Fish is a high-protein, low-fat food source that provides a range of health benefits. White-fleshed fish, in particular, is lower in fat than any other source of animal protein, and oily fish are high in Omega-3 fatty acids, or the "good" fats. Since the human body can’t make significant amounts of these essential nutrients, fish are an important part of the diet. Also, fish are low in the "bad" fats commonly found in red meat, called omega-6 fatty acids.
Ingredients with major benefits to our health found in our fish - the European Sea Bass, the Gilt-head Sea Bream and the Meagre - include:
- Thiamine - breakdown of carbohydrates
- Riboflavin - normal cell growth and function
- vitamin A - growth and development, maintenance of the immune system, good vision
- vitamin C - repair of tissue and the enzymatic production of certain neurotransmitters
- Potassium - muscles, heartbeat and breathing, counters hypertension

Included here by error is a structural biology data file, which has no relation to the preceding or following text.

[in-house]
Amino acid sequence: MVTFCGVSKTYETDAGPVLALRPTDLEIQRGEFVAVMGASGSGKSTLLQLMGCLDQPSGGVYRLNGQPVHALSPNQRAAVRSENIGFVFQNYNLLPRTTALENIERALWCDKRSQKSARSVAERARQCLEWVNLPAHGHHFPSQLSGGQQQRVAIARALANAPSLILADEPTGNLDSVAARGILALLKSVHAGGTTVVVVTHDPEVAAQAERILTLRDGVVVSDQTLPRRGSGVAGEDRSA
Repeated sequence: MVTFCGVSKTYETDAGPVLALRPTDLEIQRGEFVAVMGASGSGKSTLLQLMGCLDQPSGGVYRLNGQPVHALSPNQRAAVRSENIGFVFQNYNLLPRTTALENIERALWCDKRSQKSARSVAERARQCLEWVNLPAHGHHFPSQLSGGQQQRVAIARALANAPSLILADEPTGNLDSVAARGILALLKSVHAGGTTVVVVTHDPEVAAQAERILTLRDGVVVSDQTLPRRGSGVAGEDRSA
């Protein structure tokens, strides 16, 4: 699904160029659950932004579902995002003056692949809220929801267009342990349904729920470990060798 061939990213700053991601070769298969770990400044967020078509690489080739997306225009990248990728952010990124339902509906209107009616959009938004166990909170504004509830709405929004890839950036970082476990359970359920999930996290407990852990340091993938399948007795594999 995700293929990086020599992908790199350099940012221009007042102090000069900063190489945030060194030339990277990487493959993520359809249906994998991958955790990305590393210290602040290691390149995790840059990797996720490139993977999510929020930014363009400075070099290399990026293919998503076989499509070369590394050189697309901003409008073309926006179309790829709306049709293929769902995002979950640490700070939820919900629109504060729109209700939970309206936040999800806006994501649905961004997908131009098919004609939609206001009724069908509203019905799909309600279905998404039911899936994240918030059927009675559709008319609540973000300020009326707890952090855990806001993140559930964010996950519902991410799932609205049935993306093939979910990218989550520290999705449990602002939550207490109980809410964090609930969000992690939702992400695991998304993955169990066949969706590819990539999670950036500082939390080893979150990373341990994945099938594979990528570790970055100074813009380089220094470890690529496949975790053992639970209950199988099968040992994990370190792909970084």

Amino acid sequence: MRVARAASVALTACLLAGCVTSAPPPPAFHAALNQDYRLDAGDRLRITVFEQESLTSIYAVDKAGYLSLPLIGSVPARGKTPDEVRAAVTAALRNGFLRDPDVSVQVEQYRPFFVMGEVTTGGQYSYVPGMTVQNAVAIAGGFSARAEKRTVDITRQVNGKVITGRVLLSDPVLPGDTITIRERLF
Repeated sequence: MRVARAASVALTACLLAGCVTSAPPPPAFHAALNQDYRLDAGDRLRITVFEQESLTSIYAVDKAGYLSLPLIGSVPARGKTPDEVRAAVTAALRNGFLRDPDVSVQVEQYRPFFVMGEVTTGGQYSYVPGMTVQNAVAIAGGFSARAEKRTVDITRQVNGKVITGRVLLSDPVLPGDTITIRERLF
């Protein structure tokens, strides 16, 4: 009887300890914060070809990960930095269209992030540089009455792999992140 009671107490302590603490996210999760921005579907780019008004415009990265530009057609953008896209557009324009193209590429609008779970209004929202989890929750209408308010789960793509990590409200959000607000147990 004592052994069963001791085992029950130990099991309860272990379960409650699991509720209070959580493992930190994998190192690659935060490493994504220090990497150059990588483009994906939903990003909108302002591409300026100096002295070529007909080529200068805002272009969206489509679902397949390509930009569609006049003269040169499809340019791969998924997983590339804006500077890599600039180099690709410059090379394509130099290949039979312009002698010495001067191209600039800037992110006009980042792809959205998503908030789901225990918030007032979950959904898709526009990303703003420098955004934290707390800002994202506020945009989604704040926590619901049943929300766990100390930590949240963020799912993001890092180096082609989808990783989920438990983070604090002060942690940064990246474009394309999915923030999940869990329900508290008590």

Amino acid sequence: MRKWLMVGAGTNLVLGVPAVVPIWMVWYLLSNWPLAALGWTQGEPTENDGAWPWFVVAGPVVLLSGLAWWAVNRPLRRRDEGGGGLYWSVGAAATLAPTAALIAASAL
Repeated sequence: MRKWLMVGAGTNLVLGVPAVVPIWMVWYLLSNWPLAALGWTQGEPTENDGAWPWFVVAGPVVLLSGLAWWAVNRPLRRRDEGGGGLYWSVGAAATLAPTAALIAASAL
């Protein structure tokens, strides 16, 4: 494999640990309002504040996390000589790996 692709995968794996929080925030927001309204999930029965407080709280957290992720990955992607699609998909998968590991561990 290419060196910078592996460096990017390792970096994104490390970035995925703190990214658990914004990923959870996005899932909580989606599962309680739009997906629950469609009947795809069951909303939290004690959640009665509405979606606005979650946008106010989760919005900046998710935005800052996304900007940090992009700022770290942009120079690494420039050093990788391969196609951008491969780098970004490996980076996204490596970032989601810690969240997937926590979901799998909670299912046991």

- Calcium - bone and tooth building, enables our blood to clot, our muscles to contract, and heart to beat
- Phosphorus - essential element for living organisation, fosters memory and the proper development of bones and teeth
- Iron - oxygen transportation and storage, production of hormones and connective tissue
- Magnesium - required for enzyme function
- Folic acid - Reduces of child birth defect developments
- Omega 3 fatty acids - Regulates levels of triglycerides and blood pressure, protects cardiovascular health
- Iodine - essential for the functions regulated by thyroid hormones
Specifically for the Omega-3 fatty acids (EPA and DHA), a growing body of evidence indicates that they provide a number of vital health benefits.
- help maintain cardiovascular health by playing a role in the regulation of blood clotting and vessel constriction
- are important for prenatal and postnatal neurological development;
- may reduce tissue inflammation and alleviate the symptoms of rheumatoid arthritis
- may play a beneficial role in cardiac arrhythmia (irregular heartbeat), reducing depression and halting mental decline in older people.